When I say everyone it reminds me of a post I wrote almost a year ago today, on MLK day, where I said this:
“It isn’t until we all believe that the change that we want to see in this country and this world, and which we demand from all of our presidents is not the responsibility of one person, but EVERYONE. This is what I see when I look at that word: Every person becomes one. Every individual affects the oneness of our nation and our world. Think of a synonym for every: “each.” Take away the “one” from eachone and you get “each.” Take away the “each” from eachone and you get “one.” Each=one. They are equal. “Each” does not mean two or more. It means one. It means ONE person can make a difference. Now that we have a better grasp on the equivalence of “every” and “one,” let’s go back to the actual word, “everyone.” Replace “one” with “I am.” We use this phrase in order to convey our individuality and inform others of our relation to the world as a whole. I am Kelly. I am female. I am here. Saying “I am” means we are going to reveal something about ourselves. Now, reverse “I am” and put it back into the word. Everyami. Reverse the whole word. I may rêve. Rêve is the French word for dream. I may dream.”
At just eleven years of age, Malala Yousafzai had a dream. She had a dream to become a doctor. This dream has since changed due to the violence inflicted upon her home in Swat Valley, Pakistan. She has become a symbol of peace and hope for her people. She spoke up for the right of girl’s education in Swat Valley when even adults in her community were too fearful to raise their voices. And this bravery almost cost Malala her life as relayed by her in a speech to the UN below:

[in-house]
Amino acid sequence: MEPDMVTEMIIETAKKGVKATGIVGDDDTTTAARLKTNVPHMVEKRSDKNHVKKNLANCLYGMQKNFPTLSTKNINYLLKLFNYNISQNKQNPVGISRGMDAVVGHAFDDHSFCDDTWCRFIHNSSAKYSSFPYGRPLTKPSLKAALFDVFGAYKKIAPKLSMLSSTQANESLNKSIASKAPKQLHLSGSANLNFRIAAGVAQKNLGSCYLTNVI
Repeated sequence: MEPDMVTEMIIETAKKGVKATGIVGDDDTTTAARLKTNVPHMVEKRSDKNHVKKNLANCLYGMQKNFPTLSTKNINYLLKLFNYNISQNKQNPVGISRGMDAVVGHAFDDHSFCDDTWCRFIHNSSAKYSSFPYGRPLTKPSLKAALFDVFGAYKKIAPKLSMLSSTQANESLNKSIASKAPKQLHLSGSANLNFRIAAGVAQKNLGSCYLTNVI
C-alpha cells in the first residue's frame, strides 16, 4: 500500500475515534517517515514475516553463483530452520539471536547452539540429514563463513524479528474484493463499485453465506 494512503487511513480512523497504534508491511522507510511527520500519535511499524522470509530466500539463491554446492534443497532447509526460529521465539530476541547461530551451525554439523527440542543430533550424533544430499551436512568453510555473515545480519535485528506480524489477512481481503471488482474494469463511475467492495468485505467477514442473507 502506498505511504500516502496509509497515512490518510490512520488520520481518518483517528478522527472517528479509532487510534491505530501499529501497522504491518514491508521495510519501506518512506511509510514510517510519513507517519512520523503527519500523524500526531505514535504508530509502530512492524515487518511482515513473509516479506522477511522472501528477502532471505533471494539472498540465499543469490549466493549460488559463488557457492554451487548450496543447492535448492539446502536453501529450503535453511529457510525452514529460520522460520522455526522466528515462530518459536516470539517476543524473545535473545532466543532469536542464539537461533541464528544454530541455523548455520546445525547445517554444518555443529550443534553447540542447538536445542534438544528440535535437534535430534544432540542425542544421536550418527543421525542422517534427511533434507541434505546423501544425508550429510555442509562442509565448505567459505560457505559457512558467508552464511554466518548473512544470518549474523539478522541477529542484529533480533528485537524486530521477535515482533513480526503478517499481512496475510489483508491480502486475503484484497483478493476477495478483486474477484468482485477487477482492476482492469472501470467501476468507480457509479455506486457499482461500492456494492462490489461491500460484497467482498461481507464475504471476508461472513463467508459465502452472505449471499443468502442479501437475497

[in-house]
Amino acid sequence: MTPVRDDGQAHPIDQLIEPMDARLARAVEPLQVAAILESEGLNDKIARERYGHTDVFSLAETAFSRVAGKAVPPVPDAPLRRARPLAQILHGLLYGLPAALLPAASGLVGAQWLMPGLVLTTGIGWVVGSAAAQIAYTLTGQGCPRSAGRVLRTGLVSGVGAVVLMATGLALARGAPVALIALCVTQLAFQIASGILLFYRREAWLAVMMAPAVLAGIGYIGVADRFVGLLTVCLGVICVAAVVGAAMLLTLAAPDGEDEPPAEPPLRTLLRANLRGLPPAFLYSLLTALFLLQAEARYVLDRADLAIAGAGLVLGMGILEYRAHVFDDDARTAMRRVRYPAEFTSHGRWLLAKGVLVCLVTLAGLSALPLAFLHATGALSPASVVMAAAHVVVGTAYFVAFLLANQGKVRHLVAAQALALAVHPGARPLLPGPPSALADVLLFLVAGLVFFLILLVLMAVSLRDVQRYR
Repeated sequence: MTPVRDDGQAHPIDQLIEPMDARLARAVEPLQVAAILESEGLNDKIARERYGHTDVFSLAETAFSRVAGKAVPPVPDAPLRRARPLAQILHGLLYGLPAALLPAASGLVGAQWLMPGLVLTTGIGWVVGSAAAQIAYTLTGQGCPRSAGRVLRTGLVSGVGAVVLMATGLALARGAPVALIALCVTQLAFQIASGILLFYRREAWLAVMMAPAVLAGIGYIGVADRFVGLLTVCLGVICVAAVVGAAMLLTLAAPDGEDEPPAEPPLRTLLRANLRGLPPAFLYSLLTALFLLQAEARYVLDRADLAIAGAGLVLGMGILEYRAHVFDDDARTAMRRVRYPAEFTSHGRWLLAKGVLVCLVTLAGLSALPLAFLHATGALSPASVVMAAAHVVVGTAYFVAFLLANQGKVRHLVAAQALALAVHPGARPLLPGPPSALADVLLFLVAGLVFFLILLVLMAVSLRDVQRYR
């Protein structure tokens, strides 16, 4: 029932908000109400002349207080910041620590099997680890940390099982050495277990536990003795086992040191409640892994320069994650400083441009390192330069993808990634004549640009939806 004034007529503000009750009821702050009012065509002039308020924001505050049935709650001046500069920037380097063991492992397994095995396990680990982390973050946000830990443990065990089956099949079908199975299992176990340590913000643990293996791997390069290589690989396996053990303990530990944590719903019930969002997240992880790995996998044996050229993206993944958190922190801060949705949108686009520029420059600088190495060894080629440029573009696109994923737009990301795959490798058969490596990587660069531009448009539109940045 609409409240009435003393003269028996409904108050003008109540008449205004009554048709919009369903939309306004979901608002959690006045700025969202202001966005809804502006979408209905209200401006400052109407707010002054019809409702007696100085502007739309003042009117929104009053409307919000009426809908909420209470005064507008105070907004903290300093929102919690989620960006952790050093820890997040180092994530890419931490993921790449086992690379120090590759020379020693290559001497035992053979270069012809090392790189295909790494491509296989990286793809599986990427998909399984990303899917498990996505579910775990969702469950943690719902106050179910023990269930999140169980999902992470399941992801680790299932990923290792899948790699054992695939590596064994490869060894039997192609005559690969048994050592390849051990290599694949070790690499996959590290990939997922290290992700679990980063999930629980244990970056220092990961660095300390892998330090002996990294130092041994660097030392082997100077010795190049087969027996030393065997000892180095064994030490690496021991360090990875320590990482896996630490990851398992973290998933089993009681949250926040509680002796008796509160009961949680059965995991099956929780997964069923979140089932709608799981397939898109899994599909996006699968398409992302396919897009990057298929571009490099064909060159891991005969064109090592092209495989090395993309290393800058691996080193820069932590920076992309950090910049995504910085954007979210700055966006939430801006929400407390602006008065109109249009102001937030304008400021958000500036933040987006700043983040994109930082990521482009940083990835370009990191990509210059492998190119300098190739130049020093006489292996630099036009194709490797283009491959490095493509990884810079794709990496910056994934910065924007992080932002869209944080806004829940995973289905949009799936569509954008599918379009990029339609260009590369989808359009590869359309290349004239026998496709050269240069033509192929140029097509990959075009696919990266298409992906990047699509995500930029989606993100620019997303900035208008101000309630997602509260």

“Dear friends, on the ninth of October two-thousand and twelve, the Taliban shot me on the left side of my forehead. They shot my friends too. They thought that the bullet would silence us. But they failed. And out of that silence came thousands of voices. The terrorists thought that they would change my aims and stop my ambitions. But nothing changed in my life—except this: Weakness, fear, and hopelessness died. Strength, power and courage was born.”
Malala has a dream: “let us empower ourselves with the weapon of knowledge and let us shield ourselves with unity and togetherness.” And a means to achieve it: “let us pick up our books and pens. They are our most powerful weapons. One child, one teacher, one pen and one book can change the world.” So as I spoke of before, I may dream, because I am part of the “everyone” and so is Malala. Our worlds may be different and I am deeply saddened by that, but that doesn’t mean our thoughts have to be. Education is power. The more we learn about the world around us, the more likely we are to achieve our highest ambitions. As we hear stories like Malala’s, our minds become aware that our dreams are not the only ones that matter. And it isn’t until we start helping others work towards their dreams, that ours will start to make sense.
I don’t know about you, but those horns are sounding pretty melodious to me right now. And I’m going to stomp happily to school on Thursday, so that my stomps can be heard. Because I am proud to be a female studying hard every day to achieve her dreams. And that’s a privilege that not everyone in this world is given.
So, dream on, dreamers. We’ve got a whole world to change.